So what does this mean for the tithe?

We are no longer constrained to a specific percentage or number that the Bible sets forth as the requirement for what a Christian must give, but that doesn’t mean that the Bible is void of guidance as to why and how we should give.

Why We Should Give

Steven Cole, a pastor in Flagstaff, Arizona gave a sermon series on “God, Money, and You” back in 1993, and if you’re looking for a more comprehensive understanding of the tithe and giving, it’s a wonderful resource. In this series, Cole covers the wrong and the right motivations for giving.

Wrong Motives for Giving: Pride (Matthew 6:1-4), GuiltGreedPressure (2 Corinthians 9:7), GimmicksPower (James 2:1-9Acts 8:18-24).

Each one must give as he has decided in his heart, not reluctantly or under compulsion, for God loves a cheerful giver.

-2 Corinthians 9:7

So what are the right motives for giving?

Just as we freely love because God so lavishly loves us (1 John 4:19), we generously give because God has given us everything (James 1:17). We are not truly owners of any earthly possession, but rather stewards of God’s resources that he has entrusted us with. Our giving and tithing are not a transfer of ownership, but rather an acknowledgment that it all belongs to God. We also give because it is an act of faith (2 Corinthians 9:8-11), worship (Hebrews 13:16), compassion (1 John 3:17), and support for our local church and pastors (1 Timothy 5:17-18).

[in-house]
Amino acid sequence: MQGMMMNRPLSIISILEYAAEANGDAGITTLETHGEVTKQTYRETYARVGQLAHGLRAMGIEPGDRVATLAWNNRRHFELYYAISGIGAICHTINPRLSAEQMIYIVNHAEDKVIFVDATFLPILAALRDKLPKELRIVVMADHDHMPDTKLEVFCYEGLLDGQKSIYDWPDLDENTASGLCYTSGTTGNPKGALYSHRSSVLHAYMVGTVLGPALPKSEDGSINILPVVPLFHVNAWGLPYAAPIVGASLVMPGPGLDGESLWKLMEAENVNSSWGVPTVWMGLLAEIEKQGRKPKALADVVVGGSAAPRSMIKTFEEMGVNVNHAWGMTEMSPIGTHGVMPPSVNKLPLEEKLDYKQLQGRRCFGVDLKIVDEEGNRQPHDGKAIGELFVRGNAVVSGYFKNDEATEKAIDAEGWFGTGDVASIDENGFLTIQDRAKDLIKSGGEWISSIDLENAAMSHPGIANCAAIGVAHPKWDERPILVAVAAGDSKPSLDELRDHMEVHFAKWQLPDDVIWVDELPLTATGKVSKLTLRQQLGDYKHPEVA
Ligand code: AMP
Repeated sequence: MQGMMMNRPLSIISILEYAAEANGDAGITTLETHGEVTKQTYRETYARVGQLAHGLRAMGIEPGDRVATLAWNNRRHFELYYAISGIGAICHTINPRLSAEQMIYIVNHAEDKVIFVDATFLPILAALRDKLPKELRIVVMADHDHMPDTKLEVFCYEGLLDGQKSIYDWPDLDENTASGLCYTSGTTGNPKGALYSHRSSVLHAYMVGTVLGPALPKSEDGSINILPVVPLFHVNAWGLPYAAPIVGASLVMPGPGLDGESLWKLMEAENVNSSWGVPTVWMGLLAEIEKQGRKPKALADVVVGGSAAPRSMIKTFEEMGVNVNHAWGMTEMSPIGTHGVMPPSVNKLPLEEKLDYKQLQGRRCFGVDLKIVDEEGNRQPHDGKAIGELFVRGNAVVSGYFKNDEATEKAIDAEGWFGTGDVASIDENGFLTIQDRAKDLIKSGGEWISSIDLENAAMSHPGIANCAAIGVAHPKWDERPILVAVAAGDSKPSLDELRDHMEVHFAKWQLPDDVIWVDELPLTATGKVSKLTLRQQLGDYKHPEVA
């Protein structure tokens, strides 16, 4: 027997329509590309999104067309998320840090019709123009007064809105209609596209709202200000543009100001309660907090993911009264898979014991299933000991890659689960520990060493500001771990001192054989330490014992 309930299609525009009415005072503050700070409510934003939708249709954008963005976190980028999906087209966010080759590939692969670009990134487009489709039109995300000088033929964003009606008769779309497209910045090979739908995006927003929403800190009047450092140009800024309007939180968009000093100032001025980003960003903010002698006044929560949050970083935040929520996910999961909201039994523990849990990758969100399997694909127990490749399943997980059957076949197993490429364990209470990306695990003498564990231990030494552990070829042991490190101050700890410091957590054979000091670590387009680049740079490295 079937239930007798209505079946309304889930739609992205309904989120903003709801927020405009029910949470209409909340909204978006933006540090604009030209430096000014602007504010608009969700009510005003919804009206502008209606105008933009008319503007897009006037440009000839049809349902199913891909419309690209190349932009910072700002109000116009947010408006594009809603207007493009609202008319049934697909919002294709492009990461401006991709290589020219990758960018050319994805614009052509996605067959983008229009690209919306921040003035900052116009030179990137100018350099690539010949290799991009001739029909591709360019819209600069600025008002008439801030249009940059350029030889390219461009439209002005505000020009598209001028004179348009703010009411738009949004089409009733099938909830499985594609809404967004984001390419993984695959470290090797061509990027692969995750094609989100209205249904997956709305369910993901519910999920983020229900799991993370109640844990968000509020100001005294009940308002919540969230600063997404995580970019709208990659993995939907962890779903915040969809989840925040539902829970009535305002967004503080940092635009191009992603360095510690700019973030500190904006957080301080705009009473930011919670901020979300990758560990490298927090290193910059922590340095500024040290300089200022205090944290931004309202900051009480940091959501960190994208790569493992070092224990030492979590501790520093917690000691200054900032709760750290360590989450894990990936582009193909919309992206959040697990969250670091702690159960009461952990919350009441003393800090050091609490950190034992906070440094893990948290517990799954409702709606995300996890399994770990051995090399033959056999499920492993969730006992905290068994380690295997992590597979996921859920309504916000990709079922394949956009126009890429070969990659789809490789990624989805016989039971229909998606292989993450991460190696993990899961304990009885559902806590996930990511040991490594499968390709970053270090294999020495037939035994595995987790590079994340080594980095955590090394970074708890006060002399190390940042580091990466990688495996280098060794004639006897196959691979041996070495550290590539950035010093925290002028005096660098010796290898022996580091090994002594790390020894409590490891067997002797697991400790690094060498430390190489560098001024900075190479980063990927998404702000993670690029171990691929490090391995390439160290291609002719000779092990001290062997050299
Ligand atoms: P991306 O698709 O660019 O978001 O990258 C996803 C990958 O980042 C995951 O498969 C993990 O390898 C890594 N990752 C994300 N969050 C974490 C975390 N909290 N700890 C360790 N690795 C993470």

“Thus because God has given so abundantly to me, and because I want to please Him, I am motivated to give cheerfully and generously to His work” – Steven Cole.

How We Should Give

  1. We Systematically Give Our Firstfruits– As we see in the Old Testament, the offerings and tithes that they gave to the Lord were the first thing that they did. The first portion of the harvest, livestock, or money was given freely and cheerfully to the Lord. 1 Corinthians 16:2 shows us that a person’s giving should be a regular and systematic act.